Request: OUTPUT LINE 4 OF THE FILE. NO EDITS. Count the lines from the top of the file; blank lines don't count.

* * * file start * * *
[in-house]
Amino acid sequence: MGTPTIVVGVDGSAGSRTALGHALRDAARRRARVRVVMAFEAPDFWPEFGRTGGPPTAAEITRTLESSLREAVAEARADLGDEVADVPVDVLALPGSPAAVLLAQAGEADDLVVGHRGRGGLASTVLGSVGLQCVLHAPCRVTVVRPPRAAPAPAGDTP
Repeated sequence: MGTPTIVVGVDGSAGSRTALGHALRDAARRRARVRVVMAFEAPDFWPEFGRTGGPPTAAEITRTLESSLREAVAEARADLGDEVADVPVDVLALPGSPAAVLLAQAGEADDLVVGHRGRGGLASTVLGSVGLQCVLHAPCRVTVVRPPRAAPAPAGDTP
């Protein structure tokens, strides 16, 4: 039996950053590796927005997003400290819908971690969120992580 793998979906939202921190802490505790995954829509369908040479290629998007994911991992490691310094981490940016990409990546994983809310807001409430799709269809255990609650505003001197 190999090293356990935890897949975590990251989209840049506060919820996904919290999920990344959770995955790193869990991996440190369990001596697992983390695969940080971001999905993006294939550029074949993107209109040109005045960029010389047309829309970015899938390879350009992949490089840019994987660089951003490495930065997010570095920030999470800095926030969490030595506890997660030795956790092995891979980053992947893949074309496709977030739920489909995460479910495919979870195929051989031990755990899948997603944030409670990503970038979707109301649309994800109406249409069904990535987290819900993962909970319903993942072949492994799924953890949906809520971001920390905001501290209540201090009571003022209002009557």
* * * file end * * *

């Protein structure tokens, strides 16, 4: 039996950053590796927005997003400290819908971690969120992580 793998979906939202921190802490505790995954829509369908040479290629998007994911991992490691310094981490940016990409990546994983809310807001409430799709269809255990609650505003001197 190999090293356990935890897949975590990251989209840049506060919820996904919290999920990344959770995955790193869990991996440190369990001596697992983390695969940080971001999905993006294939550029074949993107209109040109005045960029010389047309829309970015899938390879350009992949490089840019994987660089951003490495930065997010570095920030999470800095926030969490030595506890997660030795956790092995891979980053992947893949074309496709977030739920489909995460479910495919979870195929051989031990755990899948997603944030409670990503970038979707109301649309994800109406249409069904990535987290819900993962909970319903993942072949492994799924953890949906809520971001920390905001501290209540201090009571003022209002009557």